Reviewed by: Harvey Karten for Shockya. Databased on Rotten Tomatoes.
Director: Sam Mendes
Written by: John Logan, Neal Purvis, Robert Wade
Cast: Daniel Craig, Christoph Waltz, Léa Seydoux, Naomie Harris, Ben Whishaw
Screened at: Regal E-Walk, NYC, 11/2/15
Opens: November 6, 2015
If visuals were all we look for—and for some in the audience spectacle is all that counts—“Spectre,” which could be subtitled “Spectacle,” would rate high. But even 007—no, especially 007—needs sharp dialogue. Who could criticize the gems of the past like, Customs Investigator: “What is the purpose of your trip?” Bond: “Pleasure. Is there any other?” Or, “Shaken, not stirred.” (By contract the current James Bond utters the same words, but where’s the resonance? And where are the classy bits like showing 007 making a cappuccino in 45 second flat?
And where are the gadgets? Two of ‘em are shown here: a watch with almost supernatural powers, and a car that emits flames if being chased. This is no longer the old, great 007.
And where is Sean Connery when we need him so much?
All in all, “Spectre” is weak in the dialogue department, so-so in acting, by-the-numbers in plotting, and wonderful in visuals as lensed by Hoyte van Hoytema. In the director’s chair Sam Mendes became the first to oversee two consecutive Bond films since John Glen directed “The Living Daylights” and “License to Kill” in 1987 and 1989.
The opening minutes are brilliant, giving the audience considerable anticipation for what would follow. A huge crowd has gathered in Mexico City to celebrate the Dead of the Dead, which takes place each year on November first and second to celebrate departed family members and looks like a combination of New Orleans Mardi Gras and a Halloween party in New York’s Greenwich Village. Thousands of people line the streets leading to the Zocalo, giving Bond (Daniel Craig) the opportunity to run at top speed, shoving people aside in an attempt to catch one of the bad guys. 007 seems more interested in nailing a criminal than in fulfilling the desires of the beautiful Lucia Sciarra (Monica Bellucci), who plays the widow of an assassin killed by Bond. The formula kicks in as Bond pursues the criminal, climaxing in a getaway chopper rather than in the bedroom with Lucia.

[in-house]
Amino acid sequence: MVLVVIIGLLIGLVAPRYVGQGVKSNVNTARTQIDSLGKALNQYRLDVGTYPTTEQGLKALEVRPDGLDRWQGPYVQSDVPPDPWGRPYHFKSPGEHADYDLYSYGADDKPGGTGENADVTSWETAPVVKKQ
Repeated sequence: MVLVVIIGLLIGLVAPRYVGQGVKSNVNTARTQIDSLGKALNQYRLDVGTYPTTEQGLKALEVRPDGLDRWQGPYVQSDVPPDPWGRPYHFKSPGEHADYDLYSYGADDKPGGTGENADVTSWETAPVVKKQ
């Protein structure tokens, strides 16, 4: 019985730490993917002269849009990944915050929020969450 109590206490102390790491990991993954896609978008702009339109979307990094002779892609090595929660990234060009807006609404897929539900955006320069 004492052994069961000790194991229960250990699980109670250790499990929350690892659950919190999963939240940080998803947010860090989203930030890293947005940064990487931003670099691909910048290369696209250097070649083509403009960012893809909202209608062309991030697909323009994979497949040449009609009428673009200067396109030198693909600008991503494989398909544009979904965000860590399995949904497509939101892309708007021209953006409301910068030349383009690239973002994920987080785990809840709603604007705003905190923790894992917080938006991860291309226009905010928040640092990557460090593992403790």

All communication between Bond and his boss M (Ralph Fiennes) is dull, even when M forces Bond to stand down for causing an international incident when he was not authorized to act in Mexico. Although James is suspended he nonetheless is given an intravenous tracking device by Q (Ben Whishaw acting as the agency’s quartermaster) to allow M and M’s team to track the agent’s whereabouts, but it takes more to stop 007, who absconds with the traditional Aston Martin and zips with it into Rome. (At this point we in the audience wonder where he carries his passports, how he packs his suits when he has only a small valise, how he is able to finance his day-to-day living or even keep clean-shaven.)
The principal confrontation, of course, is surely not with M but rather with the psychopathic Franz Oberhauser (Christopher Waltz—hands-down the best actor in the movie and sadly underutilized), whose thuggish right-hand man, Mr. Jinx (Dave Bautista) gouges a rival’s eyeballs during an interview, then heads after Bond by car and by a train in Morocco but which looks suspiciously like the Orient Express. The train serves dinner and drinks to Bond and his new girl, Dr. Madeleine Swann (Léa Seydoux), a psychologist working in a private medical clinic in the Austrian Alps—a woman who is the daughter of an assassin who, like all others of his ilk meets an unfortunate end.
The aim of the organization known as Spectre is to launch a surveillance network which can hone in on any location without the need to set up hidden cameras or to send agents around wearing wires. Somehow this super-sleuth machine threatens civilization, as information has replaced nuclear fission as the means to control the world. Perhaps the best use to which it can be put is to allow filmmakers to hone in on others in the profession around the world, leading folks like director Sam Mendes and writers John Logan, Neil Purvis and Robert Wade to revive the Bond series with resonant dialogue, surprises here and there instead of formula, and actors with the charisma of a Sean Connery.
Rated PG-13. 148 minutes. © Harvey Karten, Member, New York Film Critics Online
Story – C-
Acting – C+
Technical – A-
Overall – C